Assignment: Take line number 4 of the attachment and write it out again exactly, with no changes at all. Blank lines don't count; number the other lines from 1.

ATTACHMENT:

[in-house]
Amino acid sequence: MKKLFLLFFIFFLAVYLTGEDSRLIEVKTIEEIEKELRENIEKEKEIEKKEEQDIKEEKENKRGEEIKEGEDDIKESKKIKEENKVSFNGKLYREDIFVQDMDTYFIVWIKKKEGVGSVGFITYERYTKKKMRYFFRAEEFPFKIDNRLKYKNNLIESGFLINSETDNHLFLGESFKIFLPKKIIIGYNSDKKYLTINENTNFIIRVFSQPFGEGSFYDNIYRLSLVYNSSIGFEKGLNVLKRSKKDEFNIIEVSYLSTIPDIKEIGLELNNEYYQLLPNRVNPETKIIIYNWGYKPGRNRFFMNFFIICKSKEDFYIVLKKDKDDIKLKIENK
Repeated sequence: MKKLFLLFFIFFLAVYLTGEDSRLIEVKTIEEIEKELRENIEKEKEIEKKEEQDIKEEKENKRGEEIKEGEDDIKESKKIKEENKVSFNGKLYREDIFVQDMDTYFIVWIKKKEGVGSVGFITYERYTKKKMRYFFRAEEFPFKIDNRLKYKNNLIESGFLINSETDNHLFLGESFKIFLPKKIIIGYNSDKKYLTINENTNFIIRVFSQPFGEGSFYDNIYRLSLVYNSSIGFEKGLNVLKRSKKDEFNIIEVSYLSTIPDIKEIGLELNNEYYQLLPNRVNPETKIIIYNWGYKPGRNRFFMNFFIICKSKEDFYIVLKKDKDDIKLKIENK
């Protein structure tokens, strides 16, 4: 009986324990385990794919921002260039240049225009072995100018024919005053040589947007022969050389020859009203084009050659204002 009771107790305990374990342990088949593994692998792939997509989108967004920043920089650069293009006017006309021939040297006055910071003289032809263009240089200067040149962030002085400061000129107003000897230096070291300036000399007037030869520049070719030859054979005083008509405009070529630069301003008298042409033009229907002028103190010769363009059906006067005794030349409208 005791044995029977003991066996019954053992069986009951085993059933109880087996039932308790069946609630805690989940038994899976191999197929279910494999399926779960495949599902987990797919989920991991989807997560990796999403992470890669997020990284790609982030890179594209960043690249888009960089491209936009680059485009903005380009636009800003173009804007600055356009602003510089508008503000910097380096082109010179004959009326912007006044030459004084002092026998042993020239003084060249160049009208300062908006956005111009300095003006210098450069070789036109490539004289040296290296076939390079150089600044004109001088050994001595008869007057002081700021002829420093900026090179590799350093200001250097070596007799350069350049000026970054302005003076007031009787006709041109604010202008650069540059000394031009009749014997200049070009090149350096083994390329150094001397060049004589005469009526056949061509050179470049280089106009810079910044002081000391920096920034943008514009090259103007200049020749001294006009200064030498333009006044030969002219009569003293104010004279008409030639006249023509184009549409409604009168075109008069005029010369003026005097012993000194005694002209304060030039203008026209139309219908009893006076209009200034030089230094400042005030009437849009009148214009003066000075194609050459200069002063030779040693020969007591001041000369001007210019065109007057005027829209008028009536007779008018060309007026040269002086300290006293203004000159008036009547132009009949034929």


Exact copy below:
């Protein structure tokens, strides 16, 4: 009986324990385990794919921002260039240049225009072995100018024919005053040589947007022969050389020859009203084009050659204002 009771107790305990374990342990088949593994692998792939997509989108967004920043920089650069293009006017006309021939040297006055910071003289032809263009240089200067040149962030002085400061000129107003000897230096070291300036000399007037030869520049070719030859054979005083008509405009070529630069301003008298042409033009229907002028103190010769363009059906006067005794030349409208 005791044995029977003991066996019954053992069986009951085993059933109880087996039932308790069946609630805690989940038994899976191999197929279910494999399926779960495949599902987990797919989920991991989807997560990796999403992470890669997020990284790609982030890179594209960043690249888009960089491209936009680059485009903005380009636009800003173009804007600055356009602003510089508008503000910097380096082109010179004959009326912007006044030459004084002092026998042993020239003084060249160049009208300062908006956005111009300095003006210098450069070789036109490539004289040296290296076939390079150089600044004109001088050994001595008869007057002081700021002829420093900026090179590799350093200001250097070596007799350069350049000026970054302005003076007031009787006709041109604010202008650069540059000394031009009749014997200049070009090149350096083994390329150094001397060049004589005469009526056949061509050179470049280089106009810079910044002081000391920096920034943008514009090259103007200049020749001294006009200064030498333009006044030969002219009569003293104010004279008409030639006249023509184009549409409604009168075109008069005029010369003026005097012993000194005694002209304060030039203008026209139309219908009893006076209009200034030089230094400042005030009437849009009148214009003066000075194609050459200069002063030779040693020969007591001041000369001007210019065109007057005027829209008028009536007779008018060309007026040269002086300290006293203004000159008036009547132009009949034929």